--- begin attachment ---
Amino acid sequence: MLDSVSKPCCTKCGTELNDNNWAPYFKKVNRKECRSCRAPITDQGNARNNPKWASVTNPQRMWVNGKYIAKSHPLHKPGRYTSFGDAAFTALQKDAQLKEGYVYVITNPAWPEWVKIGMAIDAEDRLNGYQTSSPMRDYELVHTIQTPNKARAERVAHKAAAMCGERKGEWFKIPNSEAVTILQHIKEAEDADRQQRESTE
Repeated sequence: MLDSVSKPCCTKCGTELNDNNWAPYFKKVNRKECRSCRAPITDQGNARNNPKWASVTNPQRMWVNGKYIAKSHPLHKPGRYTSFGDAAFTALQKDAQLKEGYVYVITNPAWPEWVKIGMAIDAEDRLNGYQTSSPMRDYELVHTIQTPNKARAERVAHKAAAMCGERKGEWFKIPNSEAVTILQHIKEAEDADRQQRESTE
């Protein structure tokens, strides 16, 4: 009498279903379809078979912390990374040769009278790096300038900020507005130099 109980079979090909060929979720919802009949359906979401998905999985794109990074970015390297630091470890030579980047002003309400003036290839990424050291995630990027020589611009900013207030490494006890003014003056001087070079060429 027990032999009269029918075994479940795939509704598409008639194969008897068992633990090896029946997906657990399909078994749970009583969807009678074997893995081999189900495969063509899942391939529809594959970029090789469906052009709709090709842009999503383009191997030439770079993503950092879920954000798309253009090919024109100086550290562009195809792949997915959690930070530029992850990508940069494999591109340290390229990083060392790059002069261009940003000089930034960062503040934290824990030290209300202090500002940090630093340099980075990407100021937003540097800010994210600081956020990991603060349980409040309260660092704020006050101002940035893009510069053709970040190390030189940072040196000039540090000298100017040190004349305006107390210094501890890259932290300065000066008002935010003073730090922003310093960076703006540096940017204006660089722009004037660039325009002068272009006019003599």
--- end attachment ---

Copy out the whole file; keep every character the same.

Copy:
Amino acid sequence: MLDSVSKPCCTKCGTELNDNNWAPYFKKVNRKECRSCRAPITDQGNARNNPKWASVTNPQRMWVNGKYIAKSHPLHKPGRYTSFGDAAFTALQKDAQLKEGYVYVITNPAWPEWVKIGMAIDAEDRLNGYQTSSPMRDYELVHTIQTPNKARAERVAHKAAAMCGERKGEWFKIPNSEAVTILQHIKEAEDADRQQRESTE
Repeated sequence: MLDSVSKPCCTKCGTELNDNNWAPYFKKVNRKECRSCRAPITDQGNARNNPKWASVTNPQRMWVNGKYIAKSHPLHKPGRYTSFGDAAFTALQKDAQLKEGYVYVITNPAWPEWVKIGMAIDAEDRLNGYQTSSPMRDYELVHTIQTPNKARAERVAHKAAAMCGERKGEWFKIPNSEAVTILQHIKEAEDADRQQRESTE
């Protein structure tokens, strides 16, 4: 009498279903379809078979912390990374040769009278790096300038900020507005130099 109980079979090909060929979720919802009949359906979401998905999985794109990074970015390297630091470890030579980047002003309400003036290839990424050291995630990027020589611009900013207030490494006890003014003056001087070079060429 027990032999009269029918075994479940795939509704598409008639194969008897068992633990090896029946997906657990399909078994749970009583969807009678074997893995081999189900495969063509899942391939529809594959970029090789469906052009709709090709842009999503383009191997030439770079993503950092879920954000798309253009090919024109100086550290562009195809792949997915959690930070530029992850990508940069494999591109340290390229990083060392790059002069261009940003000089930034960062503040934290824990030290209300202090500002940090630093340099980075990407100021937003540097800010994210600081956020990991603060349980409040309260660092704020006050101002940035893009510069053709970040190390030189940072040196000039540090000298100017040190004349305006107390210094501890890259932290300065000066008002935010003073730090922003310093960076703006540096940017204006660089722009004037660039325009002068272009006019003599």